While misdemeanors are considered less serious than felonies, a conviction could still have significant ramifications. You could be sentenced to up to a year in jail and face additional penalties like fines, victim restitution, and a rehabilitation program. A permanent criminal record will make it tough to find housing and a job, qualify for a loan, and more.
If you are being charged with a misdemeanor, you should get in contact with an experienced and qualified Union City misdemeanor defense lawyer right away. Attorney Gil understands how the Georgia criminal justice system works and can help you secure the best possible outcome for your specific case.
He has helped many clients beat misdemeanor convictions or secure favorable plea deals that allow for probation and community service instead of jail time. You may qualify for a diversion program and be able to avoid having your misdemeanor conviction appear on your permanent criminal record.
If you’ve been charged with a misdemeanor, get in touch with the Law Offices of Gilbert Sperling, III, and have your case handled by a professional Union City criminal defense attorney. Call 404-418-7816 now to schedule a no-obligation consultation today and have your case reviewed for free.
What Is Considered a Misdemeanor in Georgia?
In Georgia, misdemeanors are criminal acts that are considered less serious than felonies and are not punished as harshly.
According to Georgia Code § 17-10-3, misdemeanors can be punished by jail time not exceeding 12 months or a fine not exceeding $1,000 or both. The majority of misdemeanor crimes are eligible for suspended sentences and probation.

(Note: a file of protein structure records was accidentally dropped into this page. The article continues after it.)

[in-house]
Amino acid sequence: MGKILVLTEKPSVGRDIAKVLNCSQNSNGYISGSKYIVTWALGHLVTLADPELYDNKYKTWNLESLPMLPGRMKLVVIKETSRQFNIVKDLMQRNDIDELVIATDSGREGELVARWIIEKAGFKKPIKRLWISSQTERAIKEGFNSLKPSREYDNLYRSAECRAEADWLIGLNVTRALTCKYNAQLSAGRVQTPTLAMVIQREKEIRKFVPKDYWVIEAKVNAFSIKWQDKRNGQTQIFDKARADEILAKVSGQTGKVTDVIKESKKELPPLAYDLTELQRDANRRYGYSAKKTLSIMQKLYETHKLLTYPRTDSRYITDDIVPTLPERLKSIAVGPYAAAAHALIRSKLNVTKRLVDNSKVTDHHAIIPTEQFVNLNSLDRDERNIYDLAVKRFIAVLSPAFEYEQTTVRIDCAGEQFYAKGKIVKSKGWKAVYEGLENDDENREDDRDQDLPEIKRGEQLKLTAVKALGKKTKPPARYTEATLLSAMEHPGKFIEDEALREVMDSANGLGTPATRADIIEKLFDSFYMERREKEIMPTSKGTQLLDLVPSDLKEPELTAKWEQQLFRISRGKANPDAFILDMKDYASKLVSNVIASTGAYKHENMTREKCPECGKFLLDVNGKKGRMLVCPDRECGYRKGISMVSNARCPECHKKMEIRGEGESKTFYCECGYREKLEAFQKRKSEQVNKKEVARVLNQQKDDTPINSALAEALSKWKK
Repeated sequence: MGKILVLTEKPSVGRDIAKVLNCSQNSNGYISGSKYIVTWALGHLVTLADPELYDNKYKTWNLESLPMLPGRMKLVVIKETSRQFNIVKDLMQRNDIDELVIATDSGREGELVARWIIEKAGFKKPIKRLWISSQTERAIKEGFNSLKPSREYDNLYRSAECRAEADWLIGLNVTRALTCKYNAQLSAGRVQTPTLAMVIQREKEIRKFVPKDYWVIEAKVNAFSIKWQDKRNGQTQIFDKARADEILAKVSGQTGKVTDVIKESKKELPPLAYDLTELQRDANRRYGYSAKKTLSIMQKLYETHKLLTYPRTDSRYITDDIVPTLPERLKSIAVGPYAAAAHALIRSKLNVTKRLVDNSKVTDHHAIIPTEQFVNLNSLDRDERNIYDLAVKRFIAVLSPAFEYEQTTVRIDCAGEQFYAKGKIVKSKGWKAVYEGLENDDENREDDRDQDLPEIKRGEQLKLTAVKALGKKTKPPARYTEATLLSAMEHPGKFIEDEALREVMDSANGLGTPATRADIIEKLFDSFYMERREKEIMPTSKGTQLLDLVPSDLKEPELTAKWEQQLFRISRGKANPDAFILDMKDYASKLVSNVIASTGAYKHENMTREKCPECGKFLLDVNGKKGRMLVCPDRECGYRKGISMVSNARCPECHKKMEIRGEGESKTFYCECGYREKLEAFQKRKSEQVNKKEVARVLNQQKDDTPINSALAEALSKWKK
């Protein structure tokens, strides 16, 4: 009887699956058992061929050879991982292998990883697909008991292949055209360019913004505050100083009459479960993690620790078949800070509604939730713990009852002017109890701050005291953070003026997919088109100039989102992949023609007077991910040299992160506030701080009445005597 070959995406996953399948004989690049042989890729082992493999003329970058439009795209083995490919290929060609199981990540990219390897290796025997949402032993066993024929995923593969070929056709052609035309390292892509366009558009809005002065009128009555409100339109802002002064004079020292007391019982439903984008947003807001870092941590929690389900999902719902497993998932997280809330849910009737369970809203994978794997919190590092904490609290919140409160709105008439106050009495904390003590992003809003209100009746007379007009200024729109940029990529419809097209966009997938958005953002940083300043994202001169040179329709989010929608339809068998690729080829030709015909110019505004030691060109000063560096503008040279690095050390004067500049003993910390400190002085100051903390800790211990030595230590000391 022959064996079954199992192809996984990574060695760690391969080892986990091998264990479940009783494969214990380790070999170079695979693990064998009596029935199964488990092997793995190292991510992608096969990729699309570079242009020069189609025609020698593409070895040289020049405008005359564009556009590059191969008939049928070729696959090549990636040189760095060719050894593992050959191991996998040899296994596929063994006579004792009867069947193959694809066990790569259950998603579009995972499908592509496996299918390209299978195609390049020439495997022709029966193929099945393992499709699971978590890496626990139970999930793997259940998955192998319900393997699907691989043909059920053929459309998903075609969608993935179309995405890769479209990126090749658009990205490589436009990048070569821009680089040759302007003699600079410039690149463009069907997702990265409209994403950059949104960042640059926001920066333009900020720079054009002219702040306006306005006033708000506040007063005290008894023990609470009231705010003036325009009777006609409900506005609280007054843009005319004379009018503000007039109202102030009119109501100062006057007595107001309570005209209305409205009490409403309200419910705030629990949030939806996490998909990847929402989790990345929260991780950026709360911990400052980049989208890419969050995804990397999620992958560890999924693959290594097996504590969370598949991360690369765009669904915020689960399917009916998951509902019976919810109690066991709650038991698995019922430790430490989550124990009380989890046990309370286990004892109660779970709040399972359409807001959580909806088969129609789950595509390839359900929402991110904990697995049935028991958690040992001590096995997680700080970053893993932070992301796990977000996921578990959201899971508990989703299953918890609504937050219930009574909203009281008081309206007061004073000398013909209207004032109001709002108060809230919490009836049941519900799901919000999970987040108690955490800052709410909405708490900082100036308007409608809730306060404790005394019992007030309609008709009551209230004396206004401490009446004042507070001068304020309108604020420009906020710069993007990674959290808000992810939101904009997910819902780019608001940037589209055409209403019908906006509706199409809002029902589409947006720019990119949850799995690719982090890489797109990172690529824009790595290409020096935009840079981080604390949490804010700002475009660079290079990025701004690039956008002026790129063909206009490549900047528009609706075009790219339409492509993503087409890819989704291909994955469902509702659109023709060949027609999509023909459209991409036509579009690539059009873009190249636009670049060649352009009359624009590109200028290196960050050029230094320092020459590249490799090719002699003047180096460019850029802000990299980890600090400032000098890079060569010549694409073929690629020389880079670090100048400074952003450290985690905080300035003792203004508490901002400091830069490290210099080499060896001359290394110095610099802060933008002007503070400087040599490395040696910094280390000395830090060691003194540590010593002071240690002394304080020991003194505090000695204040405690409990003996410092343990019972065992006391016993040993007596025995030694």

A felony conviction can result in one or multiple years in prison and fines exceeding tens of thousands of dollars. Felonies are usually ineligible for a suspended sentence or probation.
Misdemeanors in Union City, Georgia, include:
- Simple assault and simple battery
- Carrying a pistol without a license (first offense)
- Carrying a concealed weapon (first offense)
- Disorderly conduct
- Reckless driving
- DUI (driving under the influence)
- Possession of less than one ounce of marijuana
- Shoplifting goods worth less than $300
- Theft of property worth $1500 or less
- Criminal trespassing
- Violating a protective order (if the violation is not another offense)
- Sexual battery (first offense)
Even while these charges are not felonies, a conviction can have long-term ramifications. Fines and jail sentences are possibilities. Having a criminal record can make it difficult to find housing and employment or get a loan, among other consequences.
You do not have to face a misdemeanor charge alone. Seek professional legal help by calling 404-418-7816 today.
What Are the Classes of Misdemeanors in Georgia?
There are two different classes of misdemeanor offenses in Georgia.
Misdemeanors can be punished by jail time not exceeding 12 months or a fine not exceeding $1,000 or both. The majority of misdemeanor crimes are eligible for suspended sentences and probation.
High and Aggravated Misdemeanors
High and aggravated misdemeanors are considered more serious. A charge can be elevated from a misdemeanor to a high and aggravated misdemeanor if the defendant has been previously convicted of the same crime. You could also be charged with a high and aggravated offense if you flee from the police as a first-time offender.
The charge can also be elevated based on the identity of the victim. Simple assault and battery become high and aggravated misdemeanors if the victim is a family or household member.
The maximum sentence for high and aggravated misdemeanors is 12 months in jail and a fine of no more than $5,000.
What Are the Possible Punishments for Misdemeanors?
If you are being charged with committing a misdemeanor and found to be guilty, the judge presiding over your case may impose one or more of the following sentences:
- Jail time (for up to 12 months)
- Fines up to $1,000 or up to $5,000 for high and aggravated misdemeanors
- Payment of restitution (used to compensate the victim)